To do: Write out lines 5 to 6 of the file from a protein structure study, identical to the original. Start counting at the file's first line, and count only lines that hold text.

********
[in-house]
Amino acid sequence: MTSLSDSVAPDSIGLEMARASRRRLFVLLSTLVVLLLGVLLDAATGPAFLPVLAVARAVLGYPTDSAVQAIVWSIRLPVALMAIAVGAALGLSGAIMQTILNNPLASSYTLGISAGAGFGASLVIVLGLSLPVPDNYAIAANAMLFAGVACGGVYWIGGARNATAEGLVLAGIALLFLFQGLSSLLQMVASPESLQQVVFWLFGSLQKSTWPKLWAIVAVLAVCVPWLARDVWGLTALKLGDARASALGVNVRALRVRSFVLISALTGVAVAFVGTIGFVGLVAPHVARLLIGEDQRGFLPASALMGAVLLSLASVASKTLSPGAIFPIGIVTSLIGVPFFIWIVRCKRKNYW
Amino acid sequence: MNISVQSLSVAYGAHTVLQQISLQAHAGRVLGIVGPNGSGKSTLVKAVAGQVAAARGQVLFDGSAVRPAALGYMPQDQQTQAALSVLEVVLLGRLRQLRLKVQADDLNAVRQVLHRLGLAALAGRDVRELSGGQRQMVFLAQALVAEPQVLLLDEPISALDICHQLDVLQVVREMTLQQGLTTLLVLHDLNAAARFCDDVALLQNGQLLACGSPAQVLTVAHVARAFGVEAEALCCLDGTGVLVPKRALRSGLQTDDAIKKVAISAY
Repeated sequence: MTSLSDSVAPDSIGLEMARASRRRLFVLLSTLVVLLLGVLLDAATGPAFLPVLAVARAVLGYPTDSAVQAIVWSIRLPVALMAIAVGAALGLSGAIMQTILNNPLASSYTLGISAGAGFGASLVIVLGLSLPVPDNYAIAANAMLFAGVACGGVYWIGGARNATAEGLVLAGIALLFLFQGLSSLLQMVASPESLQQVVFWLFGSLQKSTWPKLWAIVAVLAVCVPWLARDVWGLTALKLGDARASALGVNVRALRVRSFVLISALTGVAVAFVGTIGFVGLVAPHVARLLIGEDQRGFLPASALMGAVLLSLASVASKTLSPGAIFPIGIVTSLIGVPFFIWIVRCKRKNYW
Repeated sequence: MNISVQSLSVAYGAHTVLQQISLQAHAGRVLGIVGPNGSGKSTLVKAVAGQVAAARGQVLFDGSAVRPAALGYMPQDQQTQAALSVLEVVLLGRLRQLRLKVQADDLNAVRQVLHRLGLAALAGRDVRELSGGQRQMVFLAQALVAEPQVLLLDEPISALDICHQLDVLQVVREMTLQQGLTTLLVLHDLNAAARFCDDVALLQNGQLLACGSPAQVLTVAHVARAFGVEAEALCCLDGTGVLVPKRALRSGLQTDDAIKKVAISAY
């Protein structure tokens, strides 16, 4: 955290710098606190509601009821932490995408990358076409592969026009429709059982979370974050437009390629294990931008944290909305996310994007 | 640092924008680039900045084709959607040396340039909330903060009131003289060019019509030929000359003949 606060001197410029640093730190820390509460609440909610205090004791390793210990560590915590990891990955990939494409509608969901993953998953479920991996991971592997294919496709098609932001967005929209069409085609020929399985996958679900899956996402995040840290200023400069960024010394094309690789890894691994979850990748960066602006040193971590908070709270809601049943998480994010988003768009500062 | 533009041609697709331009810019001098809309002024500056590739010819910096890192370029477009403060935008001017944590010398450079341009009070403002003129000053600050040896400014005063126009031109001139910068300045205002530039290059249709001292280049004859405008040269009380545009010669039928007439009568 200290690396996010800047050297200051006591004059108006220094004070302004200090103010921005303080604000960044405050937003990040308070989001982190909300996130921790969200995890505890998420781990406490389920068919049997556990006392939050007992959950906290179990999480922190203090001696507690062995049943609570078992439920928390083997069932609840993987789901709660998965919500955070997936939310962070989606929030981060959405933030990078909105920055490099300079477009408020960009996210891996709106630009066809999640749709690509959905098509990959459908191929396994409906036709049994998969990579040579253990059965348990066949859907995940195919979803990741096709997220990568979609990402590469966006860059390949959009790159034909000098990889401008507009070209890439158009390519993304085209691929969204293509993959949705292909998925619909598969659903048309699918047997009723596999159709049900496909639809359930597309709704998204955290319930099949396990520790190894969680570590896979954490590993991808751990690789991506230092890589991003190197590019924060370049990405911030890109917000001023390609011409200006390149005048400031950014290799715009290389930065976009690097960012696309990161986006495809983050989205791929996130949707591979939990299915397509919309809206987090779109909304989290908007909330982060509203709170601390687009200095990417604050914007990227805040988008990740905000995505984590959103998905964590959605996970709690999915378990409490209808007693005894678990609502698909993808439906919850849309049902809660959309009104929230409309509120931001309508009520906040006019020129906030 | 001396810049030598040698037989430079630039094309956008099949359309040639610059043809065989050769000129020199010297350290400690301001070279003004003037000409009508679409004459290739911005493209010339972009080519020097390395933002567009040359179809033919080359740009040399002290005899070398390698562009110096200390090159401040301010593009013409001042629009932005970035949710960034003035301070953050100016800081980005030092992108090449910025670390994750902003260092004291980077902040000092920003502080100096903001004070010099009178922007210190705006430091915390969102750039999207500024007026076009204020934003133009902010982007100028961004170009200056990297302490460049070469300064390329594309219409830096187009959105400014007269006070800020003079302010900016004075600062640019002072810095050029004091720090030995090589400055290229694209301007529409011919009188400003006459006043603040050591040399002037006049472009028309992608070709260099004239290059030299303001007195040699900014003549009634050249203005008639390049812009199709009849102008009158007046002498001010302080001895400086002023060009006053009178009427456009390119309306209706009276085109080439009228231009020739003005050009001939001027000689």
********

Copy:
Repeated sequence: MNISVQSLSVAYGAHTVLQQISLQAHAGRVLGIVGPNGSGKSTLVKAVAGQVAAARGQVLFDGSAVRPAALGYMPQDQQTQAALSVLEVVLLGRLRQLRLKVQADDLNAVRQVLHRLGLAALAGRDVRELSGGQRQMVFLAQALVAEPQVLLLDEPISALDICHQLDVLQVVREMTLQQGLTTLLVLHDLNAAARFCDDVALLQNGQLLACGSPAQVLTVAHVARAFGVEAEALCCLDGTGVLVPKRALRSGLQTDDAIKKVAISAY
């Protein structure tokens, strides 16, 4: 955290710098606190509601009821932490995408990358076409592969026009429709059982979370974050437009390629294990931008944290909305996310994007 | 640092924008680039900045084709959607040396340039909330903060009131003289060019019509030929000359003949 606060001197410029640093730190820390509460609440909610205090004791390793210990560590915590990891990955990939494409509608969901993953998953479920991996991971592997294919496709098609932001967005929209069409085609020929399985996958679900899956996402995040840290200023400069960024010394094309690789890894691994979850990748960066602006040193971590908070709270809601049943998480994010988003768009500062 | 533009041609697709331009810019001098809309002024500056590739010819910096890192370029477009403060935008001017944590010398450079341009009070403002003129000053600050040896400014005063126009031109001139910068300045205002530039290059249709001292280049004859405008040269009380545009010669039928007439009568 200290690396996010800047050297200051006591004059108006220094004070302004200090103010921005303080604000960044405050937003990040308070989001982190909300996130921790969200995890505890998420781990406490389920068919049997556990006392939050007992959950906290179990999480922190203090001696507690062995049943609570078992439920928390083997069932609840993987789901709660998965919500955070997936939310962070989606929030981060959405933030990078909105920055490099300079477009408020960009996210891996709106630009066809999640749709690509959905098509990959459908191929396994409906036709049994998969990579040579253990059965348990066949859907995940195919979803990741096709997220990568979609990402590469966006860059390949959009790159034909000098990889401008507009070209890439158009390519993304085209691929969204293509993959949705292909998925619909598969659903048309699918047997009723596999159709049900496909639809359930597309709704998204955290319930099949396990520790190894969680570590896979954490590993991808751990690789991506230092890589991003190197590019924060370049990405911030890109917000001023390609011409200006390149005048400031950014290799715009290389930065976009690097960012696309990161986006495809983050989205791929996130949707591979939990299915397509919309809206987090779109909304989290908007909330982060509203709170601390687009200095990417604050914007990227805040988008990740905000995505984590959103998905964590959605996970709690999915378990409490209808007693005894678990609502698909993808439906919850849309049902809660959309009104929230409309509120931001309508009520906040006019020129906030 | 001396810049030598040698037989430079630039094309956008099949359309040639610059043809065989050769000129020199010297350290400690301001070279003004003037000409009508679409004459290739911005493209010339972009080519020097390395933002567009040359179809033919080359740009040399002290005899070398390698562009110096200390090159401040301010593009013409001042629009932005970035949710960034003035301070953050100016800081980005030092992108090449910025670390994750902003260092004291980077902040000092920003502080100096903001004070010099009178922007210190705006430091915390969102750039999207500024007026076009204020934003133009902010982007100028961004170009200056990297302490460049070469300064390329594309219409830096187009959105400014007269006070800020003079302010900016004075600062640019002072810095050029004091720090030995090589400055290229694209301007529409011919009188400003006459006043603040050591040399002037006049472009028309992608070709260099004239290059030299303001007195040699900014003549009634050249203005008639390049812009199709009849102008009158007046002498001010302080001895400086002023060009006053009178009427456009390119309306209706009276085109080439009228231009020739003005050009001939001027000689």